US will spend $3B to develop antiviral pills for COVID-19


The US will invest more than $3 billion to advance the development of antiviral pills for COVID-19 and other pathogens to prepare for future pandemics, Dr. Anthony Fauci said Thursday.

The nation’s top infectious disease expert announced the $3.2 billion investment as part of a new “antiviral program for pandemics” to develop drugs to address symptoms caused by potentially dangerous viruses.

“It’s a whole-of-government effort aimed at developing the next generation of COVID-19 treatments, as well as preparing us for future threats,” Fauci said at the White House’s coronavirus press briefing.

Fauci said the new program would allocate funds to “accelerating things that are already in progress” for COVID-19 in addition to working on developing new therapies.

“There are few treatments that exist for many of the viruses that have pandemic potential,” he said.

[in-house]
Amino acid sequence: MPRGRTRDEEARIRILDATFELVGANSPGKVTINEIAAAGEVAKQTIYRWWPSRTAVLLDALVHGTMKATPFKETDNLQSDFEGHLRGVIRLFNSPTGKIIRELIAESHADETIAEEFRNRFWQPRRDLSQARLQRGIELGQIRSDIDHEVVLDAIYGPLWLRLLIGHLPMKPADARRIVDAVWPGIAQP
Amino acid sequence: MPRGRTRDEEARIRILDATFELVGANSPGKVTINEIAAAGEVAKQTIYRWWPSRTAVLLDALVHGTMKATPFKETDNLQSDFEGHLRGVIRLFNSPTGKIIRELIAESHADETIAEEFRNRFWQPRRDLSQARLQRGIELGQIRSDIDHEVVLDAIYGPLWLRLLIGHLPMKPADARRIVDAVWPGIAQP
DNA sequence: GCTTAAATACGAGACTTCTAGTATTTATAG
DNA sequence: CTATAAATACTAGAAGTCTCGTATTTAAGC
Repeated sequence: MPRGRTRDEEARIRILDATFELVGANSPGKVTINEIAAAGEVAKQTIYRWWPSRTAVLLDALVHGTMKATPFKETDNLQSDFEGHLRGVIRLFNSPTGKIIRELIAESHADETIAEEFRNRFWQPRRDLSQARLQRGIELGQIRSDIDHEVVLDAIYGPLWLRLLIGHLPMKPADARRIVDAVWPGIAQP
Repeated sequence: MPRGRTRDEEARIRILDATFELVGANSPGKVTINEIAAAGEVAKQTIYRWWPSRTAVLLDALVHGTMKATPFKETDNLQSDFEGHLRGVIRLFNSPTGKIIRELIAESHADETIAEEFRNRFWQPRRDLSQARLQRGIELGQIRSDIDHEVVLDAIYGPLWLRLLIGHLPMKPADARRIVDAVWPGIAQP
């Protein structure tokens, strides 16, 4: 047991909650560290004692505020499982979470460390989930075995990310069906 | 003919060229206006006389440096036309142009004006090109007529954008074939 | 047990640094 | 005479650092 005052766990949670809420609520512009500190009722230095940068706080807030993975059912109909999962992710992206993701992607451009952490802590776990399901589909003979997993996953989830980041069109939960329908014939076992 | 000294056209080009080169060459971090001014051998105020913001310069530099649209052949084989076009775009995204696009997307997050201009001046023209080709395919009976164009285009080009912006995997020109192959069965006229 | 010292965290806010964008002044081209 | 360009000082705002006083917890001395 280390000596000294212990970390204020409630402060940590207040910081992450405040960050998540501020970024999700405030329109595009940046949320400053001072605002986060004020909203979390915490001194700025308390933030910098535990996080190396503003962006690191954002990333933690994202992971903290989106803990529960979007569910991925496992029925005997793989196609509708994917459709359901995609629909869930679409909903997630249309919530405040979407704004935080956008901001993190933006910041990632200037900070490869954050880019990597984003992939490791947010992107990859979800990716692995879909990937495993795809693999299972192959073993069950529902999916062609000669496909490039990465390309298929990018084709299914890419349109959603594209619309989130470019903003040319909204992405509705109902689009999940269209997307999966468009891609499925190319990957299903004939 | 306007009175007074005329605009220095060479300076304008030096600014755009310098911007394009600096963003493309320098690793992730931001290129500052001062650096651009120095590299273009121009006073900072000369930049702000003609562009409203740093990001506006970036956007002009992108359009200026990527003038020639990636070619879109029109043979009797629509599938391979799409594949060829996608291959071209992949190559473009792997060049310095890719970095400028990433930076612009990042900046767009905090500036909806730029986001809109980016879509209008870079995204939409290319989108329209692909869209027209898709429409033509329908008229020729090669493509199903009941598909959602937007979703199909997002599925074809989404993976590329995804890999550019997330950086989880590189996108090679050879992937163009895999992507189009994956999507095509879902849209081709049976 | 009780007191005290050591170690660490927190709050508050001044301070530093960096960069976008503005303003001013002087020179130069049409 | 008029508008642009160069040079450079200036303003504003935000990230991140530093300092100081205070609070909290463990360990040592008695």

The funding will help speed up the development of COVID-19 pills, which could be on the market by the end of the year pending clinical trials.

The $3.2 investment is part of a new “antiviral program for pandemics.”
Greg Nash/Pool via Reuters

Fauci said the antiviral pills, which would work to reduce symptoms after infection, could play a critical role in treating immunocompromised patients, who are unlikely to have full protection from vaccines compared to healthy people.

“Vaccines clearly remained the centerpiece of our arsenal against COVID-19,” Fauci said.

Dr. Anthony Fauci announced the $3.2 billion investment as part of a new “antiviral program for pandemics.”
White House via YouTube
The funding will help speed up the development of COVID-19 pills.
White House via YouTube

“However, antivirals can and are an important complement to existing vaccines, especially for individuals with certain conditions that might put them at a greater risk for those who vaccines may not be as protective. We know that there are many people who are immunosuppressed in which vaccines at least initially, may not give an optimal response,” he said.